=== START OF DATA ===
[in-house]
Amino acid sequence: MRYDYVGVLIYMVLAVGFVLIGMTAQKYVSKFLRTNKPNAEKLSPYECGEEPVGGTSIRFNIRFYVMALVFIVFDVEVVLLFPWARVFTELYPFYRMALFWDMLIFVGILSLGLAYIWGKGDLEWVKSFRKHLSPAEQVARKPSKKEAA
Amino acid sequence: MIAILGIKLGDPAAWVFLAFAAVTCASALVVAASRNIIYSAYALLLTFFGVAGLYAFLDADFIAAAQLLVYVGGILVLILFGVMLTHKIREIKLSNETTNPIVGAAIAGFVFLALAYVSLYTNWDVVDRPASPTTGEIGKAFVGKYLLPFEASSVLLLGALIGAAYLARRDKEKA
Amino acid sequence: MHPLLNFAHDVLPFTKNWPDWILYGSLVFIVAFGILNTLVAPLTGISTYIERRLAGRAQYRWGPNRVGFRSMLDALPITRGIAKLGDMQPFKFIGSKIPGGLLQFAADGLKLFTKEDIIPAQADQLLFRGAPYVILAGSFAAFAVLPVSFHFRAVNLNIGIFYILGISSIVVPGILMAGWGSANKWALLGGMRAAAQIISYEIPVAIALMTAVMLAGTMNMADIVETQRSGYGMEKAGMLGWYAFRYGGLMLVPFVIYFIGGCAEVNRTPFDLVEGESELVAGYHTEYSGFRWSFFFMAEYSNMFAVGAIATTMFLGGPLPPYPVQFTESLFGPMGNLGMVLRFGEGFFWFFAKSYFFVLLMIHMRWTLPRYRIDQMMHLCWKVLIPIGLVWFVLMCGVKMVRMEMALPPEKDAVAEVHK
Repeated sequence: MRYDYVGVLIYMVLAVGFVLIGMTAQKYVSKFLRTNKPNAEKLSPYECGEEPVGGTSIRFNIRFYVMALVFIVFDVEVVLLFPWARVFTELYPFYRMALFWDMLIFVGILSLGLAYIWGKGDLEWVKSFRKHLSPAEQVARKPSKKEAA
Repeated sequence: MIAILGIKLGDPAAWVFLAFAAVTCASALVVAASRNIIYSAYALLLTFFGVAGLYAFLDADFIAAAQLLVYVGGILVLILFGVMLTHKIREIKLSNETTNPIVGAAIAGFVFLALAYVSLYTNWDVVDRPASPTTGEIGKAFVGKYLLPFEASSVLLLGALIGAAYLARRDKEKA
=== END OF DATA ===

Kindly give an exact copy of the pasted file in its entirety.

[in-house]
Amino acid sequence: MRYDYVGVLIYMVLAVGFVLIGMTAQKYVSKFLRTNKPNAEKLSPYECGEEPVGGTSIRFNIRFYVMALVFIVFDVEVVLLFPWARVFTELYPFYRMALFWDMLIFVGILSLGLAYIWGKGDLEWVKSFRKHLSPAEQVARKPSKKEAA
Amino acid sequence: MIAILGIKLGDPAAWVFLAFAAVTCASALVVAASRNIIYSAYALLLTFFGVAGLYAFLDADFIAAAQLLVYVGGILVLILFGVMLTHKIREIKLSNETTNPIVGAAIAGFVFLALAYVSLYTNWDVVDRPASPTTGEIGKAFVGKYLLPFEASSVLLLGALIGAAYLARRDKEKA
Amino acid sequence: MHPLLNFAHDVLPFTKNWPDWILYGSLVFIVAFGILNTLVAPLTGISTYIERRLAGRAQYRWGPNRVGFRSMLDALPITRGIAKLGDMQPFKFIGSKIPGGLLQFAADGLKLFTKEDIIPAQADQLLFRGAPYVILAGSFAAFAVLPVSFHFRAVNLNIGIFYILGISSIVVPGILMAGWGSANKWALLGGMRAAAQIISYEIPVAIALMTAVMLAGTMNMADIVETQRSGYGMEKAGMLGWYAFRYGGLMLVPFVIYFIGGCAEVNRTPFDLVEGESELVAGYHTEYSGFRWSFFFMAEYSNMFAVGAIATTMFLGGPLPPYPVQFTESLFGPMGNLGMVLRFGEGFFWFFAKSYFFVLLMIHMRWTLPRYRIDQMMHLCWKVLIPIGLVWFVLMCGVKMVRMEMALPPEKDAVAEVHK
Repeated sequence: MRYDYVGVLIYMVLAVGFVLIGMTAQKYVSKFLRTNKPNAEKLSPYECGEEPVGGTSIRFNIRFYVMALVFIVFDVEVVLLFPWARVFTELYPFYRMALFWDMLIFVGILSLGLAYIWGKGDLEWVKSFRKHLSPAEQVARKPSKKEAA
Repeated sequence: MIAILGIKLGDPAAWVFLAFAAVTCASALVVAASRNIIYSAYALLLTFFGVAGLYAFLDADFIAAAQLLVYVGGILVLILFGVMLTHKIREIKLSNETTNPIVGAAIAGFVFLALAYVSLYTNWDVVDRPASPTTGEIGKAFVGKYLLPFEASSVLLLGALIGAAYLARRDKEKA